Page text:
The blockbuster report, from Sheffield University’s Section of Public Health, is in two major parts: a review of evidence, and a statistical model, totalling over 500 pages. Researchers examined the effects of alcohol pricing and alcohol promotion (and advertising) on three areas: consumption, public health and crime. I won’t cover the latter, because these proposals were dropped before the Queen’s Speech, but it is evident from the amount of time the Sheffield researchers devoted to this, that this was a legislative priority. Academia marches in lockstep with its financial benefactor – in this case, of course, the Department of Health.

Read more at The Register

The hitman, the Pirate Bay and the Freetard professor

Wednesday, December 10th, 2008

REG: What’s the point of fighting for his right to have babies when he can’t have babies?!
FRANCIS: It is symbolic of our struggle against oppression!
REG: It’s symbolic of his struggle against reality

- Monty Python’s Life of Brian

Everyone’s a prankster these days – it’s all in the name of art.

On Monday a former Irish loyalist hitman was sentenced to 16 years in prison for the attempted murder of senior Sinn Fein leaders. Michael Stone had burst into the Belfast Assembly with nail bombs, a garotte, an axe and knives, but was quickly wrestled to the ground. In court, Stone claimed the event had been a piece of “performance art”.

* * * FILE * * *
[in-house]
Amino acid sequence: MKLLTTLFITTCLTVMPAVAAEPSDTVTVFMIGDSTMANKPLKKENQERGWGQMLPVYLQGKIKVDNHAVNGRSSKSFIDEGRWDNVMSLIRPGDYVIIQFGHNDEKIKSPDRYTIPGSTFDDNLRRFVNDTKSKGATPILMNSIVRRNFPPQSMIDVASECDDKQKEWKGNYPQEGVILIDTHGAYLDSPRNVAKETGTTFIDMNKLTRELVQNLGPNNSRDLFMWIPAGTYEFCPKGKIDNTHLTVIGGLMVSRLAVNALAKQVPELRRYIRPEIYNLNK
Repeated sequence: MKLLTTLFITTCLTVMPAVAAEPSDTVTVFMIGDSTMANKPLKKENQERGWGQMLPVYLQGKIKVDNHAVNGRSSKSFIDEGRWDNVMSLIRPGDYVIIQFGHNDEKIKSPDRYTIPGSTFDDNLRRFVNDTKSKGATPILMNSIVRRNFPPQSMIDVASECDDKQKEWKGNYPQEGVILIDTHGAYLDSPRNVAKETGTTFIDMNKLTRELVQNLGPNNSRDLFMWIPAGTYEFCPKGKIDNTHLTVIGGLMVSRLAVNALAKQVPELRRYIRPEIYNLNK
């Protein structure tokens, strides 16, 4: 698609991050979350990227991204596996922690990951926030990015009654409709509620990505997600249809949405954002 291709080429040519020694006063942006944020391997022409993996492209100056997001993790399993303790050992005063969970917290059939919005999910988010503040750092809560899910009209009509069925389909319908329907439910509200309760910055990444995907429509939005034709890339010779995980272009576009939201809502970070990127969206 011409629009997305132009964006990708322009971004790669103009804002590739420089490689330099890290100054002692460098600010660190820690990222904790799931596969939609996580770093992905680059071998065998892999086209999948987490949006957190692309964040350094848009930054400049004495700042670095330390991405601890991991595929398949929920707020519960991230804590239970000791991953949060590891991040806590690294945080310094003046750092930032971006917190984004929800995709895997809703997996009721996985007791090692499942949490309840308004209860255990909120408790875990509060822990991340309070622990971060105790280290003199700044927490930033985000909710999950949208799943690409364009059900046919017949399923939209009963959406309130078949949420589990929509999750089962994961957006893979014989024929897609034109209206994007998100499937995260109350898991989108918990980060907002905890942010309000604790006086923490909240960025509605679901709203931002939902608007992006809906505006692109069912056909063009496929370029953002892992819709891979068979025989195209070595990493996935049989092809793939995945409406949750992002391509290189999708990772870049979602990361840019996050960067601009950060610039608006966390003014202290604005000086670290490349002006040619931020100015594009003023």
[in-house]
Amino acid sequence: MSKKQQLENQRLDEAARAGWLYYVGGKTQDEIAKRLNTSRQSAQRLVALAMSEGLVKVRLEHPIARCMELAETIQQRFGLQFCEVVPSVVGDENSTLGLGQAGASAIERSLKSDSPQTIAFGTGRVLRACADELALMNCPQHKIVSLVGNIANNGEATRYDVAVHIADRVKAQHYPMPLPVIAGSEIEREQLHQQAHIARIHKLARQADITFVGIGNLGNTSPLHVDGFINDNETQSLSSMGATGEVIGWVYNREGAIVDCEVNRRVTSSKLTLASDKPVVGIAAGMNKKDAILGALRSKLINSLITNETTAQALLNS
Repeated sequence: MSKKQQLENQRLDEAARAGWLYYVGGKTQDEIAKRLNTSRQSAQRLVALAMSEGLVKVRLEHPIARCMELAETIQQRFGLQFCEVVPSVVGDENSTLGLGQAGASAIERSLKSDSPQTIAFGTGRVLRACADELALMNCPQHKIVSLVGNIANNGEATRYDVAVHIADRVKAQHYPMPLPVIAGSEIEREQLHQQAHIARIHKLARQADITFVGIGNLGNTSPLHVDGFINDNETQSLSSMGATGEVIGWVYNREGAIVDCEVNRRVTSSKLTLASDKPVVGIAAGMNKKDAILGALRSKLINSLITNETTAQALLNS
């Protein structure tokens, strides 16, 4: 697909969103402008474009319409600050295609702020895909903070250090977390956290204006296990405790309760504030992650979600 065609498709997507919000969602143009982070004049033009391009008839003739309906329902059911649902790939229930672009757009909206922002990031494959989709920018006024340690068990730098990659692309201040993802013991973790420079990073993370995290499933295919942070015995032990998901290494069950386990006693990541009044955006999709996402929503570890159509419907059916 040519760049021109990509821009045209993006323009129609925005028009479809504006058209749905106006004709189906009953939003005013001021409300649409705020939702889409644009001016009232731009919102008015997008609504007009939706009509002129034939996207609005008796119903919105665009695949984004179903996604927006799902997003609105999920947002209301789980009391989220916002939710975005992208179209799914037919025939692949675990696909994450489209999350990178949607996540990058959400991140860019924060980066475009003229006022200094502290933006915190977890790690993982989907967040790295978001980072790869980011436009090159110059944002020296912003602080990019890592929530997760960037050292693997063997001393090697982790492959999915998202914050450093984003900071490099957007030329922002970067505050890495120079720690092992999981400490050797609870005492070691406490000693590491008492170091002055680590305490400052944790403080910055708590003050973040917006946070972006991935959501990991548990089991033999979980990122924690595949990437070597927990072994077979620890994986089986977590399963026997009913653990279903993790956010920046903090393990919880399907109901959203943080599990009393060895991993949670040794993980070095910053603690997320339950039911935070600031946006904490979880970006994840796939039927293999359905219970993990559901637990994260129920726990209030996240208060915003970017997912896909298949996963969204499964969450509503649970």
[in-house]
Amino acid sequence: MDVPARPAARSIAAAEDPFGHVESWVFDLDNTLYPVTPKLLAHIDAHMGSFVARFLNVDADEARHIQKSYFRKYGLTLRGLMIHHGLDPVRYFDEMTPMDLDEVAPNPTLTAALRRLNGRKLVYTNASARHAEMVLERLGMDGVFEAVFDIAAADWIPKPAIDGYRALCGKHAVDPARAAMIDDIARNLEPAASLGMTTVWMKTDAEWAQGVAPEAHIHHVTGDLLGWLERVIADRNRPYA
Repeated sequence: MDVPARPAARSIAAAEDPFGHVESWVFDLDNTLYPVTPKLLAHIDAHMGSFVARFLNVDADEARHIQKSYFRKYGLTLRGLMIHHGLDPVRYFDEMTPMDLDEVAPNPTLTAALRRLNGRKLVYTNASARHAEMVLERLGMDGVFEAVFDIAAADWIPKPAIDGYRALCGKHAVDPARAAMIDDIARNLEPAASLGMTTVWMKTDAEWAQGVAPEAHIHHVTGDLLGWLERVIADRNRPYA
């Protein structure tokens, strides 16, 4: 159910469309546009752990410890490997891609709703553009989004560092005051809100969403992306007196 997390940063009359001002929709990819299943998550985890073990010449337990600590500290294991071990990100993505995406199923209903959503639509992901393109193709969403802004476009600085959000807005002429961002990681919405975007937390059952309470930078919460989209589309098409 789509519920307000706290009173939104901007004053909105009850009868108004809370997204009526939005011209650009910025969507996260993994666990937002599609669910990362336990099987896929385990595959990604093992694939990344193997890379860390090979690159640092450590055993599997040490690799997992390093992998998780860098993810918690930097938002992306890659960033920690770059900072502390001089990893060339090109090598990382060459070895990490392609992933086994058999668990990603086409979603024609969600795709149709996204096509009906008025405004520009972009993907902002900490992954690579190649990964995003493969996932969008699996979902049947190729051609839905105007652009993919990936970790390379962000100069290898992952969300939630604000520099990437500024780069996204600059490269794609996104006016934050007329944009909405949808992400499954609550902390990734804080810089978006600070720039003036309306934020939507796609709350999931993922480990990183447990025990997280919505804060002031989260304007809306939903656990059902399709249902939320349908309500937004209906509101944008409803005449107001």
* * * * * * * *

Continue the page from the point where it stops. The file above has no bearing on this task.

Stone’s paintings had exhibited at Belfast Engine Room Gallery. In court, Stone was defiant: “Make art, not war,” he told an unimpressed judge.

But Stone’s not alone. Last week two art school students in the Netherlands released a software prank. They developed a Firefox brower plug-in that redirected Amazon.com surfers to unlicensed versions of the same material on P2P site Pirate Bay. The Pirates of the Amazon (geddit?) plug-in was quickly withdrawn after Amazon.com lawyers got in touch with the students’ ISP.
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"What powers a solar-powered snail?"

Thursday, July 3rd, 2008

Boffins have slammed examiners in England for setting school children seriously dumb questions. The Royal Chemistry Society said that the science exams for 14 year olds includes questions such as, “What powers a solar-powered snail?”

The Society’s chief executive Dr Richard Pike told us that while the syllabus and text books covered a broad range of scientific subjects, the exams only touched on a small subset of these. As an example, the Society notes that one examination only asked questions about length, volume, mass and temperature, while the text book covered electrical current and resistance, pressure, rotational moment, and deriving.